Rolls-Royce has issued its third profit warning in just over a year, blaming lower oil prices and weaker demand for some of its aircraft engines.
Rolls last issued a profit warning in February, claiming the sharp fall in oil prices had “increased uncertainty for many of our markets and customers”.
It had previously said its 2015 profit would be between £1.4bn and £1.55bn.
But on Monday, the engineering firm lowered its profit outlook again, this time to between £1.325bn and £1.475bn.
Rolls-Royce shares fell nearly 9% to 780p on the profit downgrade.
Two things are weighing heavily on Rolls Royce – the low oil price and the development of its new jet engine.
Rolls-Royce makes much of its money in its marine division supporting oil exploration – building vessels and rig support equipment. With oil giants pulling back on capital investment, the division has suffered.
It has also been caught out by its development of the new Trent 7000 jet engine – announced in Farnborough last year – which replaces the Trent 700. Orders have fallen for the older model faster than expected as customers wait for the new engine which will come into service in 2017.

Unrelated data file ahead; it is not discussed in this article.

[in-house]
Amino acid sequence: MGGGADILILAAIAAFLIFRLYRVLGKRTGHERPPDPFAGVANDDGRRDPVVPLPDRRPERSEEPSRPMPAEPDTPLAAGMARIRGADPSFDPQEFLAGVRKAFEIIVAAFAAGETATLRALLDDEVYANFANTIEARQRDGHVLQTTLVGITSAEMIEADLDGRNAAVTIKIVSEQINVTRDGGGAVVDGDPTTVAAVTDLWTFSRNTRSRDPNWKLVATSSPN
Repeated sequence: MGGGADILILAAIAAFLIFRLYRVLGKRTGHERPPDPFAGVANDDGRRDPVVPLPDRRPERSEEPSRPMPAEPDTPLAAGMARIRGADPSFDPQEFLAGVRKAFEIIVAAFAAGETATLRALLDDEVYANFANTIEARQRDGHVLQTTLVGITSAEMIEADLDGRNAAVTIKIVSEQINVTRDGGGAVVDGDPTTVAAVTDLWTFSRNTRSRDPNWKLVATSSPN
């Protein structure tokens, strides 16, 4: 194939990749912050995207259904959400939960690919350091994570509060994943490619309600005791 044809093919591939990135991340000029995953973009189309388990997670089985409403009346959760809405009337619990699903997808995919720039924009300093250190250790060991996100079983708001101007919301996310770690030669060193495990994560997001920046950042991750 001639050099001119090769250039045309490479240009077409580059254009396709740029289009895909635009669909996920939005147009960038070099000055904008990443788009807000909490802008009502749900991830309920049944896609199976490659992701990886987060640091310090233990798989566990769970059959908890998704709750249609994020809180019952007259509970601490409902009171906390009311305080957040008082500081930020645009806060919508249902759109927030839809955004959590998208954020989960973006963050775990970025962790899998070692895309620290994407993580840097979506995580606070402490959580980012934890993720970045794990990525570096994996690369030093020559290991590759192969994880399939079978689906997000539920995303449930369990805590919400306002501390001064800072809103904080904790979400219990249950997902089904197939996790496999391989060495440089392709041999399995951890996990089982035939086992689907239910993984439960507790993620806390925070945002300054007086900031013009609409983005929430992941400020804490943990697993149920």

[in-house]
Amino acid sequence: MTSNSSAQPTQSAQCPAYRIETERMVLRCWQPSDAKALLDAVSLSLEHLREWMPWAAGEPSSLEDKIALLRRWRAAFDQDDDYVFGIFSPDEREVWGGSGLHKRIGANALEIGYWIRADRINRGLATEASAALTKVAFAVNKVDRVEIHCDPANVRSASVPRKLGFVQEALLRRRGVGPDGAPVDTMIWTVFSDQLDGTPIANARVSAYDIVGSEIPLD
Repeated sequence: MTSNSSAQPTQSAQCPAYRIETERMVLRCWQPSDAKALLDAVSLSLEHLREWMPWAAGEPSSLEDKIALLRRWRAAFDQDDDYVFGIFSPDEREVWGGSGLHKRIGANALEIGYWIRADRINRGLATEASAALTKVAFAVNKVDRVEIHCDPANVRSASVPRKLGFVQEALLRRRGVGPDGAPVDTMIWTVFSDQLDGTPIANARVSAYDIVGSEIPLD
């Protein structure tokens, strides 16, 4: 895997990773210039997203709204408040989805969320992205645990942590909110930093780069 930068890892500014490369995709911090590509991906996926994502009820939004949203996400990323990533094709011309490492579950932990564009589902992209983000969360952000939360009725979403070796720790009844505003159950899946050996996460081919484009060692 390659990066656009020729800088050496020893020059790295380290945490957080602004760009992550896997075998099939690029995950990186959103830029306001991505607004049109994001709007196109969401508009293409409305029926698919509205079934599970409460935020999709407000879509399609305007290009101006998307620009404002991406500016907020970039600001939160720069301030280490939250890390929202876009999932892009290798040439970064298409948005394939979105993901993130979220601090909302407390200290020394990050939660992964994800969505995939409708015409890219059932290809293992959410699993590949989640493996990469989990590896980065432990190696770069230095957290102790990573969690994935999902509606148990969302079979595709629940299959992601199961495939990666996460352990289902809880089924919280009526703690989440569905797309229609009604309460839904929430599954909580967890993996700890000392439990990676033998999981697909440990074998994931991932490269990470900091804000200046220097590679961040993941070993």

“Bloody” was one description of this morning’s announcement by a senior figure close to the business.
Warren East, the new chief executive of Rolls Royce, will be given a period of grace while he works out where Rolls-Royce’s real growth areas are. But the fall in the share price this morning shows that investors are waiting to be convinced that the company has the right strategy in place.
The engineering and aerospace firm had originally said profit in 2015 would be flat to 3% lower, when it surprised investors in February last year by issuing its first profit warning in a decade.
In the end, underlying pre-tax profits in 2014 fell 8% to £1.62bn, roughly in line with expectations.
Rolls also said it would halt its £1bn share buyback – of which it had completed £500m – as a result of falling profits.
Rolls-Royce said lower demand and pricing for its Trent 700 engines and reduced demand for its business jet engines would hit profits by £300m.
“I am clearly disappointed by today’s announcement and the impact this will have on our investors and employees,” said Rolls-Royce chief executive Warren East.
“Notwithstanding the market developments, it is our responsibility to build a business that is sustainable and resilient, no matter what is thrown at us, and this will be my fundamental priority for the next few years.”
Mr East joined Rolls-Royce as chief executive earlier this year from microchip manufacturer Arm Holdings, replacing John Rishton, who announced his retirement after a difficult four years in charge of the 131-year-old company.